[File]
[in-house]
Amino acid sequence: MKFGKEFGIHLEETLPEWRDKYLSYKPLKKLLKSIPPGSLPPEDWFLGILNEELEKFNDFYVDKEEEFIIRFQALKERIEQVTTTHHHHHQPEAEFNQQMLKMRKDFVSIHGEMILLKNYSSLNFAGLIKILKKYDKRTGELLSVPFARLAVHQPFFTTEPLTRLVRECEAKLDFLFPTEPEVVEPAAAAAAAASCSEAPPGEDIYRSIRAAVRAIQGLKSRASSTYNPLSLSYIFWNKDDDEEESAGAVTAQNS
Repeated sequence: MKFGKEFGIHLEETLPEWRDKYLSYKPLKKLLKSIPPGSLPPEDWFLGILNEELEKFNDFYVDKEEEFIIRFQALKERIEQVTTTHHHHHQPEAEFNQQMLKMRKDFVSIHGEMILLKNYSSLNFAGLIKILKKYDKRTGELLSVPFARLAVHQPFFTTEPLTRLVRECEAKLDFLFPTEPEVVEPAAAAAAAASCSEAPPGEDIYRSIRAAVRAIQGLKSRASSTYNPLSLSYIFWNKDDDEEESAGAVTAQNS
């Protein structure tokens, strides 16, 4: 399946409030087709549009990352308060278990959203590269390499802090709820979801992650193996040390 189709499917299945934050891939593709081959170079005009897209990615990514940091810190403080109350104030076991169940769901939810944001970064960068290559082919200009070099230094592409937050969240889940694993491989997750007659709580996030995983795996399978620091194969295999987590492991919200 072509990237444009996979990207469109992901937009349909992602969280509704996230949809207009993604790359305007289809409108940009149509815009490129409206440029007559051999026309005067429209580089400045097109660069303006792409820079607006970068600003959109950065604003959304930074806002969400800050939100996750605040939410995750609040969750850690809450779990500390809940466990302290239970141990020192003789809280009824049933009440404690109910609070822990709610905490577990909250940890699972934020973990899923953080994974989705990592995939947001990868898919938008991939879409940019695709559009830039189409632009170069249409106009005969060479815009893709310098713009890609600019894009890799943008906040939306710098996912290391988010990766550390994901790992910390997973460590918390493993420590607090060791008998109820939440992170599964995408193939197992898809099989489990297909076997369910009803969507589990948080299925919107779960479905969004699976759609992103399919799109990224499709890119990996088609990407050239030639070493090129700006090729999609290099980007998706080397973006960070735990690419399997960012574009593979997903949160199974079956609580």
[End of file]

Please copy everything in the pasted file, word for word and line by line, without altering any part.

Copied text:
[in-house]
Amino acid sequence: MKFGKEFGIHLEETLPEWRDKYLSYKPLKKLLKSIPPGSLPPEDWFLGILNEELEKFNDFYVDKEEEFIIRFQALKERIEQVTTTHHHHHQPEAEFNQQMLKMRKDFVSIHGEMILLKNYSSLNFAGLIKILKKYDKRTGELLSVPFARLAVHQPFFTTEPLTRLVRECEAKLDFLFPTEPEVVEPAAAAAAAASCSEAPPGEDIYRSIRAAVRAIQGLKSRASSTYNPLSLSYIFWNKDDDEEESAGAVTAQNS
Repeated sequence: MKFGKEFGIHLEETLPEWRDKYLSYKPLKKLLKSIPPGSLPPEDWFLGILNEELEKFNDFYVDKEEEFIIRFQALKERIEQVTTTHHHHHQPEAEFNQQMLKMRKDFVSIHGEMILLKNYSSLNFAGLIKILKKYDKRTGELLSVPFARLAVHQPFFTTEPLTRLVRECEAKLDFLFPTEPEVVEPAAAAAAAASCSEAPPGEDIYRSIRAAVRAIQGLKSRASSTYNPLSLSYIFWNKDDDEEESAGAVTAQNS
């Protein structure tokens, strides 16, 4: 399946409030087709549009990352308060278990959203590269390499802090709820979801992650193996040390 189709499917299945934050891939593709081959170079005009897209990615990514940091810190403080109350104030076991169940769901939810944001970064960068290559082919200009070099230094592409937050969240889940694993491989997750007659709580996030995983795996399978620091194969295999987590492991919200 072509990237444009996979990207469109992901937009349909992602969280509704996230949809207009993604790359305007289809409108940009149509815009490129409206440029007559051999026309005067429209580089400045097109660069303006792409820079607006970068600003959109950065604003959304930074806002969400800050939100996750605040939410995750609040969750850690809450779990500390809940466990302290239970141990020192003789809280009824049933009440404690109910609070822990709610905490577990909250940890699972934020973990899923953080994974989705990592995939947001990868898919938008991939879409940019695709559009830039189409632009170069249409106009005969060479815009893709310098713009890609600019894009890799943008906040939306710098996912290391988010990766550390994901790992910390997973460590918390493993420590607090060791008998109820939440992170599964995408193939197992898809099989489990297909076997369910009803969507589990948080299925919107779960479905969004699976759609992103399919799109990224499709890119990996088609990407050239030639070493090129700006090729999609290099980007998706080397973006960070735990690419399997960012574009593979997903949160199974079956609580």